We’ve already discussed the first one last night, as a horrible accident happened between Minnesota Wild player Eric Nystrom and Fedun. Here’s video of the unfortunate incident.

From that very limited angle, it’s hard for me to accuse Nystrom of malice. Feel free to share your thoughts in the comments, though; does he deserve a long suspension for it? One respected outlet thinks the answer is an emphatic “Yes.” Here’s an excerpt from Derek Zona of Copper & Blue’s take.

In Mitchell’s case he had a clear path to the puck and Foster veered in front of him putting Mitchell in a precarious position.  Mitchell’s instincts caused him to take the worst possible tack – he shoved Foster in the back and into the boards.  It was a penalty, but it was also a sequence that occurred in a bang-bang fashion.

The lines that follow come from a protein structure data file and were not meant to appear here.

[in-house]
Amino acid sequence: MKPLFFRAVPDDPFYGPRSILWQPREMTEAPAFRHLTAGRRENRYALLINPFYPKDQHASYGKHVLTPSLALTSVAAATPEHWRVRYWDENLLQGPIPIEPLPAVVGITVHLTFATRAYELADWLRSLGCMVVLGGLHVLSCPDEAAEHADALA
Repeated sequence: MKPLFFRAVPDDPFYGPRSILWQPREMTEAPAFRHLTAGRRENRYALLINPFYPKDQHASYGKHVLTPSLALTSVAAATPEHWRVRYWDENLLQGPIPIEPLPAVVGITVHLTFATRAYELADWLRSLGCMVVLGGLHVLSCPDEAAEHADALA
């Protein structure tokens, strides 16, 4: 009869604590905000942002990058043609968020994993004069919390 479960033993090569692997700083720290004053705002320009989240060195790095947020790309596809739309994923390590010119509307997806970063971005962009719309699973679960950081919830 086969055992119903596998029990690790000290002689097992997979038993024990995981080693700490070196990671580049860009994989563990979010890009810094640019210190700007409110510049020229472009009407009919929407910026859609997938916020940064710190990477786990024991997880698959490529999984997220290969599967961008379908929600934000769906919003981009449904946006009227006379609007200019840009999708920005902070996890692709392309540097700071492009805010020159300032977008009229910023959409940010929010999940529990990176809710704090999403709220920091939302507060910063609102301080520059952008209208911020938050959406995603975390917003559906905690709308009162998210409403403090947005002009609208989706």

In Fedun’s case, he was in front of Nystrom the entire time and Nystrom made what looked to me like a premeditated attempt to board Fedun.  Every hockey player knows the end result of that play, Nystrom chose to ignore it.  The debate on no-touch icing is already under way, though I don’t believe this play should be used as evidence for either side of the debate.  This should, however, further the debate on dirty play, suspensions and eliminating this kind of play and these types of players from hockey.

Again, my instinct is to say it was terrible mistake since Nystrom seemingly tried to play the puck, but there are many ways to look at that. Let us know how you feel.


Moving on to number 3, here’s a bit of comic relief – unless your name is Ray Emery. Matt Cooke took advantage of Emery, who was way out of his crease playing a puck that landed perfectly to him. Cooke quickly sent a shot that went past Emery and beat Brent Seabrook five-hole. (They just don’t teach defenseman a solid butterfly technique, do they?)

Yup, that’s gonna smart. Seabrook almost bailed Emery out, but it was not to be.